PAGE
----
ANC coalition conundrum leaves supporters on edge

Cyril Ramaphosa (Image: Reuters)
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For the first time since the end of white minority rule 30 years ago, South Africa’s ruling African National Congress (ANC) is grappling with the reality of sharing power.

Lifelong ANC member Sinah Molokwane struggles to accept this unprecedented shift as the party’s leaders meet to discuss potential coalition partners following a significant electoral setback.

Discontent with economic stagnation, high unemployment, crime, and persistent power blackouts has eroded the ANC’s majority, forcing it to consider alliances with rival parties to form a new government.

Potential coalition partners range from the Marxist Economic Freedom Fighters (EFF) to the pro-business, white-led Democratic Alliance (DA). However, many ANC members find the idea of partnering with the DA, a party associated with South Africa’s painful apartheid past, deeply troubling.

“I am wondering who is going to be with the ANC in the coalition… So, I’m just worried about that, but hopefully not the DA,” said 52-year-old Molokwane, a Soweto resident and ANC Women’s League member.

Outside the ANC leadership meeting, demonstrators held yellow signs reading “Not in Our Names. NotWithTheDA,” expressing their opposition to a potential alliance with the DA.

While the business community and global investors favor a deal with the DA, many ANC supporters view it as a regression to white minority rule. “We wouldn’t want to see the white minority running the country again after what they did to us during apartheid,” said 90-year-old ANC supporter Rosebella Joyi from East London.

Despite these concerns, the DA’s governance of the Western Cape since 2009 has seen the province outperform the rest of the country in terms of economic stability and job creation. Cape Town, the province’s main city, is a major tourist destination and suffers less from the national power cuts.

Still, ANC supporters like Virginia Hili, 58, from East London remain skeptical. “We know that economic stability is important, and we see that Cape Town is better when it comes to job opportunities,” she said. “But we don’t know what the ANC will promise the DA in return for its support.”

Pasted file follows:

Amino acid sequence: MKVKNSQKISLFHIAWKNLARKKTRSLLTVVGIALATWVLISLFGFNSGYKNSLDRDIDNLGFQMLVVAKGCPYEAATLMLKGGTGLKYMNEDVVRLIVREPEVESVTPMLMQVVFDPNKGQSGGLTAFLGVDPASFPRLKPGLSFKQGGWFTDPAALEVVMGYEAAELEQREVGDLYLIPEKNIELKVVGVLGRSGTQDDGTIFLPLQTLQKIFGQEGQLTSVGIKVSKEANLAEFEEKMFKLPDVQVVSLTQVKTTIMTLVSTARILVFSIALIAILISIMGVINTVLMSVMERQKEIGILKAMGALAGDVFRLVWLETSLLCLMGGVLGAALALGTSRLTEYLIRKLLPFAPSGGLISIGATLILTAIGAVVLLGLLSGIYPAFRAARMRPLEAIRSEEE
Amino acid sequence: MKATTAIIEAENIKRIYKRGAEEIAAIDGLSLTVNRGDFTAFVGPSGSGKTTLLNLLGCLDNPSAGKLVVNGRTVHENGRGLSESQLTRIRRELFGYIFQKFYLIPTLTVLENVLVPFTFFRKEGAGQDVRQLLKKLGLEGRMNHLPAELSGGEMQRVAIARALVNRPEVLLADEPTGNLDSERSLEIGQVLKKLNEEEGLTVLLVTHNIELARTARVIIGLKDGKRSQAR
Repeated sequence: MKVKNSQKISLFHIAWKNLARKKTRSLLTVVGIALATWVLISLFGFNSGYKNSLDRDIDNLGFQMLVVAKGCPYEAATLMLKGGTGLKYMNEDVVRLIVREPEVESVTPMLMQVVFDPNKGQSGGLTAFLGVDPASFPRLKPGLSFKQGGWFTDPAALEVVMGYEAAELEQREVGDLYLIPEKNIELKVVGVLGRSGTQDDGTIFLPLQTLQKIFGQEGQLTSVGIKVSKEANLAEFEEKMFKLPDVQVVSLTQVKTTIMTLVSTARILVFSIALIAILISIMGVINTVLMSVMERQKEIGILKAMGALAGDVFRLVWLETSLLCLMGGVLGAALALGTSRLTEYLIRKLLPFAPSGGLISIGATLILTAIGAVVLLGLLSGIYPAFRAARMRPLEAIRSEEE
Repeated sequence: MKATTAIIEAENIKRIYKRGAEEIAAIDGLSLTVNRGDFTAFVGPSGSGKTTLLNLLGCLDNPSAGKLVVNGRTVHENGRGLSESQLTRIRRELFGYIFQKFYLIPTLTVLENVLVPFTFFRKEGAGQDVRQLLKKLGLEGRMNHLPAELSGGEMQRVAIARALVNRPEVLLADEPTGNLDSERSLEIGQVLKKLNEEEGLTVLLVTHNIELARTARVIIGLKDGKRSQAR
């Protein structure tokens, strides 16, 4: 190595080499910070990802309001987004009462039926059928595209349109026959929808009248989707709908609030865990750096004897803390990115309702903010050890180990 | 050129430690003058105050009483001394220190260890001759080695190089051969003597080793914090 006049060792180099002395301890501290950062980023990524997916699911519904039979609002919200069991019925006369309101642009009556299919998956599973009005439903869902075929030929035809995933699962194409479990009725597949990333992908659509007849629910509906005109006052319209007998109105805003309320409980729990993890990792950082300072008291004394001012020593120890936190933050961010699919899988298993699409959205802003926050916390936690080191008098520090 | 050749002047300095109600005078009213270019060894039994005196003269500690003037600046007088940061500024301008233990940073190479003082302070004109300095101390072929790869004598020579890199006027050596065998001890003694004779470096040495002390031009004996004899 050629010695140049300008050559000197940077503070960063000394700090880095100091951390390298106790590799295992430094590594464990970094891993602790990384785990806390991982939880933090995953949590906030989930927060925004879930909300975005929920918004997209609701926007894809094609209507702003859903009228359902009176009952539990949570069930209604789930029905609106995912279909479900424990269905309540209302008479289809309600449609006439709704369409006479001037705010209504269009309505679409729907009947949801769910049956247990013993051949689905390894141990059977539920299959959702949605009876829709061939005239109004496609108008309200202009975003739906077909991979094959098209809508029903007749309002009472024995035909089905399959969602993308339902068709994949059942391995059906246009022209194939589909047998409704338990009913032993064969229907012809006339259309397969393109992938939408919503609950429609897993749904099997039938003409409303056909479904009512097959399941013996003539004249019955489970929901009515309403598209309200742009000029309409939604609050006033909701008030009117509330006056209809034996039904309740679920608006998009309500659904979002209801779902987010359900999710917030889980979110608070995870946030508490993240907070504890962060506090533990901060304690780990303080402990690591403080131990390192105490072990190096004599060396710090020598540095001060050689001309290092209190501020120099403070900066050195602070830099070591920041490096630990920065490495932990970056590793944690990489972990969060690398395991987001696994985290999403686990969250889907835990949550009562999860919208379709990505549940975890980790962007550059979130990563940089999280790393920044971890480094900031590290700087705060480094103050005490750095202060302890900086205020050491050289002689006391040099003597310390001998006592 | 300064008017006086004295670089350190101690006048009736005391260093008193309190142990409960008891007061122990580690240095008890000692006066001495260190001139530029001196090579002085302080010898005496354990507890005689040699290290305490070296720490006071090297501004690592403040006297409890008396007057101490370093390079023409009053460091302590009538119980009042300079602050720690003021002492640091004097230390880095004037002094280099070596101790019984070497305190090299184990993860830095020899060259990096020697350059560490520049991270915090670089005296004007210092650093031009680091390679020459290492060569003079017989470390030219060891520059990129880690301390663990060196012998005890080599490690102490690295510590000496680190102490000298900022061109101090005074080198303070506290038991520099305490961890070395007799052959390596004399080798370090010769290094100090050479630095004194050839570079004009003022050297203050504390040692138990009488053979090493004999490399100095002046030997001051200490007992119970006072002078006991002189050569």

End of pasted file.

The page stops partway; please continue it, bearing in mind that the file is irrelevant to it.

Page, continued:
Coalition Complications

To avoid alienating its support base, the ANC is considering a government of national unity involving multiple parties, despite internal party documents warning such an alliance could be highly unstable. A narrower coalition with the DA, which would have given the latter top parliamentary positions, was outrightly rejected by ANC leadership.

In the new National Assembly, the ANC will hold 159 seats out of 400, while the DA will have 87. Other potential coalition partners include the populist uMkhonto we Sizwe (MK) with 58 seats, the EFF with 39, the socially conservative Inkatha Freedom Party with 17, and the far-right Patriotic Alliance with nine.

Each potential partner presents unique challenges for the ANC. Former President Jacob Zuma, leader of the MK, is now an implacable rival of President Cyril Ramaphosa and has rebuffed the ANC’s approaches for talks. Zuma was ousted as president in 2018 amid corruption scandals and later jailed for contempt of court.

The EFF, led by former ANC youth leader Julius Malema, might be the most ideologically aligned with the ANC. However, the EFF’s radical policies, including nationalizing mines and banks and seizing white-owned land, pose significant economic risks. Additionally, Malema’s contentious history with the ANC could lead to instability within the coalition.

“I don’t know if there would be peace,” said Molokwane regarding a potential partnership with the EFF. “It’s tough. I don’t know what is going to happen.”

Source: Reuters